How to Turn an Enemy (or a Stranger) Into a Friend

A counterintuitive strategy that works.

One of my strengths is sometimes a weakness. I want everyone to like me. But what do you do when personalities clash? I learned to give gifts, to give people space, and to be nice. Now I am learning to engage in difficult conversations, to listen actively, to speak assertively, and to act on what God calls me to do. Last week I learned a new truth.

Did you know that you can turn an enemy into a friend by asking them to do you a favor?

“This was a phenomenon first observed by Benjamin Franklin . . . [who claimed] that he could easily turn an enemy into a friend with one simple act — asking them for a favor” (King, P., 2017, pp. 29-30).

Social scientists believe there are several reasons why this works.

  • You are interacting with the person who you may be avoiding. This helps bring down walls.
  • When you ask someone for a favor, this is a subtle form of flattery. You are kind of submitting to the other person’s strength. This is gratifying to the other person.
  • People do not naturally do favors for their enemies. King theorized that when someone we don’t like asks us to do them a favor our brain starts telling us, “They are not actually that bad. They have strengths. That is why I am doing them this favor.” Unconsiously we start liking the other person more.
  • King stated that it is also helpful to “perform small, subtle favors for your enemies and frenemies. Actively performing favors for others builds goodwill and indicates a willingness to be friendly and open. You are raising the white flag of peace and sending the signal that you don’t harbor any ill will” (pp 34-35).

Jesus teaches that accepting favors from strangers is a way to quickly build trust. Stay there, eating and drinking whatever they give you, for the worker deserves his wages. Do not move around from house to house” (NIV Luke 10:7).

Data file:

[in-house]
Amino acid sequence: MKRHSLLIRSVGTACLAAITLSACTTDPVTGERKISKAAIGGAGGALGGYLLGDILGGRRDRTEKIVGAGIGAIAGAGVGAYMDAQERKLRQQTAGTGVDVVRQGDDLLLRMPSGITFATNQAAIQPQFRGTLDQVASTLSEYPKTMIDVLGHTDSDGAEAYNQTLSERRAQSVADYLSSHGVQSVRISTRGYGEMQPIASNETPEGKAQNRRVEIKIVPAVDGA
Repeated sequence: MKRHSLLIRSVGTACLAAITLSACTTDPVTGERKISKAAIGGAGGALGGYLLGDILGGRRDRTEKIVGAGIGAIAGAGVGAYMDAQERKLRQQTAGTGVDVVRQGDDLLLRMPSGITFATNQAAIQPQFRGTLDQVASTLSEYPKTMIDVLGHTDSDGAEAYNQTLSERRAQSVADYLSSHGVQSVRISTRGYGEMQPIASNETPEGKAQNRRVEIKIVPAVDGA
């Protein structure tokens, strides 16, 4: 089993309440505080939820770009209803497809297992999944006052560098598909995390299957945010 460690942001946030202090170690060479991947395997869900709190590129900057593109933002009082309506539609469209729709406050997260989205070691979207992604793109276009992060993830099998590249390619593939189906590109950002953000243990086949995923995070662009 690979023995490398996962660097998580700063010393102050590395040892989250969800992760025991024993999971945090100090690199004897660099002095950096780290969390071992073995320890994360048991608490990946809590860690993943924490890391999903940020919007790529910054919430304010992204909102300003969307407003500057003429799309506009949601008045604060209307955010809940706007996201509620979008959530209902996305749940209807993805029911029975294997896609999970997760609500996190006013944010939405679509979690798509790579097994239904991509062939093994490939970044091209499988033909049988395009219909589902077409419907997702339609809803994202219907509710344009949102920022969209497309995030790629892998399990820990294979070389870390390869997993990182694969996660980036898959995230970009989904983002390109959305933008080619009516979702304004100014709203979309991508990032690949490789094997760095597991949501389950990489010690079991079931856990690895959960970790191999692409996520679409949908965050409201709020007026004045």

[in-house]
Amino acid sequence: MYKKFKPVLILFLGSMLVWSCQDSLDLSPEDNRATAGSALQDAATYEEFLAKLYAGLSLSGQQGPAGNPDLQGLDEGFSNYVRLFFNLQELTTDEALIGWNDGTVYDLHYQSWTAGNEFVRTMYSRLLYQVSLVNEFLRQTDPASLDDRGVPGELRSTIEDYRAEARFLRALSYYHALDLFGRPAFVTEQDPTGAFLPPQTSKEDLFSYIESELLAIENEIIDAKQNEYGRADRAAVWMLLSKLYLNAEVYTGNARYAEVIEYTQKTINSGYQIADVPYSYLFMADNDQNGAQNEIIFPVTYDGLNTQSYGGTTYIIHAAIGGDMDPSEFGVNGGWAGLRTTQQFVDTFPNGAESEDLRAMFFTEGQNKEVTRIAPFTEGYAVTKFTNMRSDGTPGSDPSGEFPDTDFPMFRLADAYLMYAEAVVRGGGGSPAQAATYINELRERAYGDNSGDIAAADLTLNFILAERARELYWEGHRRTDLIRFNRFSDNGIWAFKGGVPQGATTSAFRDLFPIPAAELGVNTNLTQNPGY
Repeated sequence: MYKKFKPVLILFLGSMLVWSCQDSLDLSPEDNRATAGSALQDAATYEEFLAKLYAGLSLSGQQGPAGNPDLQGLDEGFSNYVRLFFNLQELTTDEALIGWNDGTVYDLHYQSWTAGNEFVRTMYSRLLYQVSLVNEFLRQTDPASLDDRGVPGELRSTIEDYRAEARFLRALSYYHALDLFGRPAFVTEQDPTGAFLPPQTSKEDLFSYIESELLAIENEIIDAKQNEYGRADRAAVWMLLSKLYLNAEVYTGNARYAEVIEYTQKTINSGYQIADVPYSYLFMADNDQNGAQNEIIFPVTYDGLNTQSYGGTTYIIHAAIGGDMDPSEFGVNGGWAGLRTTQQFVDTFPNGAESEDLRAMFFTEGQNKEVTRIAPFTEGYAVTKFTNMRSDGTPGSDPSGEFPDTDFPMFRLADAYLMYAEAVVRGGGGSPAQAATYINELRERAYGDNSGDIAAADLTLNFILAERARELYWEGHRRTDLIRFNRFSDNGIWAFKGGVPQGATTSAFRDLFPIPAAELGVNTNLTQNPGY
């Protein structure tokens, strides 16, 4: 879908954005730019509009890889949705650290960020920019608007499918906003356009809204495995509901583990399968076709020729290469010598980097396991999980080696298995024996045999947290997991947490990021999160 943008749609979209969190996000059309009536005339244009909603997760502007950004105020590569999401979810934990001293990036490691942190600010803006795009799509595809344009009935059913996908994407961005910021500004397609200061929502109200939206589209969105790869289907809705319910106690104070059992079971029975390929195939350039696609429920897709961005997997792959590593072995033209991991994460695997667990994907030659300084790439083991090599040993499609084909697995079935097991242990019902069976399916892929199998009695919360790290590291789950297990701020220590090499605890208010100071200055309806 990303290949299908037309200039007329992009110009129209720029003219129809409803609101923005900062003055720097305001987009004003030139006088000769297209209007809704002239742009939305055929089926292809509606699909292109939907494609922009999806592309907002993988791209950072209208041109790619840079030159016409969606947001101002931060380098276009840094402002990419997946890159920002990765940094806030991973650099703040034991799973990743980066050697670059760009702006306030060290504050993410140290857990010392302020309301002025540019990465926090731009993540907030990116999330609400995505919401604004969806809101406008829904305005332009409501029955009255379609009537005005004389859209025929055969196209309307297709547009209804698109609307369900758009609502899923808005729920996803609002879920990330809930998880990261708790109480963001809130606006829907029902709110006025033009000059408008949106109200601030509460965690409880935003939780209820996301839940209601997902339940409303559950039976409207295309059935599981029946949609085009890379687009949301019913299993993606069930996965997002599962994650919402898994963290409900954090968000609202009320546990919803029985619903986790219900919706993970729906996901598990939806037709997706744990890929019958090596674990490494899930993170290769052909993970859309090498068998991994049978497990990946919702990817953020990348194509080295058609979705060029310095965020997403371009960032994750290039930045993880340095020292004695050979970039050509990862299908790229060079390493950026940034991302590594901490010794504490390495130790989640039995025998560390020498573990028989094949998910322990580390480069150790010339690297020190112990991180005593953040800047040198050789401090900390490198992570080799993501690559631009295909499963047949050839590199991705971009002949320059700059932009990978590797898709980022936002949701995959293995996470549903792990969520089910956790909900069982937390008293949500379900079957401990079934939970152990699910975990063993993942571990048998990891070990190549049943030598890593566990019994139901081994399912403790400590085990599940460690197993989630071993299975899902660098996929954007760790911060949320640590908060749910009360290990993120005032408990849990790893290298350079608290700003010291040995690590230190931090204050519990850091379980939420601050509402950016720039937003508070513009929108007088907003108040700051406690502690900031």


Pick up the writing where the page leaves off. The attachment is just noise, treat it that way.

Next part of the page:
If you want to give the gospel to someone there is a danger that you will establish a power-over relationship. “I know stuff. You don’t. I am saved. You are not.” It is often awkward for people to enter into power-over relationships when they are in the power-under side. As we receive favors from others, this levels the relationship. People are freer to receive what we have to offer if they have done us a favor.

Both Deanna and I grew up in hospitable homes. I remember commenting to my family one time when I was about 15 years old that it was just our immediate family at the table for the first time in a year. We always had guests and boarders, and so did Deanna’s family. When Danny Meyer, Craig Heselton, and many others started bringing teams to Altamira in the 1990s, it felt natural to be hospitable. But as these teams received our hospitality they rapidly became among our best friends, and they remain among our best friends to this day. Doing favors for others, and receiving favors from others, may set the stage for great friendships.

If you have any experience with this, you know it is humbling to receive food and favors from strangers, especially when these strangers struggle financially. I remember meals among the river people where us guests were fed first. We were given the choice selections in the soup pot, and we could eat all we wanted. Later I realized it was because this family only had four plates and spoons, and limited amounts of food in certain seasons. When we studied how to learn a foreign language and culture we were told to leave our backpack with a vendor we barely knew, so the vendor could do us a favor for a hour or so, while we did something else. The teacher said that asking a stranger for help is a way to build trust and become friends. King (2017) noted that it is most helpful to ask for a real favor, one that is somewhere between too big and too insignificant. Receiving is still more awkward than giving for me. Learning to both give and receive is an effective way to turn strangers and enemies into friends.

King, P., 2017, The science of likability: 27 studies to master charisma, attract friends, captivate people, and take advantage of human psychology (pp. 29-30). Kindle Edition.

HOMEWORK: This week ask a stranger or an enemy to do a favor for you, one that is genuine, and that will take them about 3 minutes to do. Not too big, not too small. Email me the story at .

Please note: I reserve the right to delete comments that are offensive or off-topic.

Leave a Reply

Your email address will not be published.

One thought on “How to Turn an Enemy (or a Stranger) Into a Friend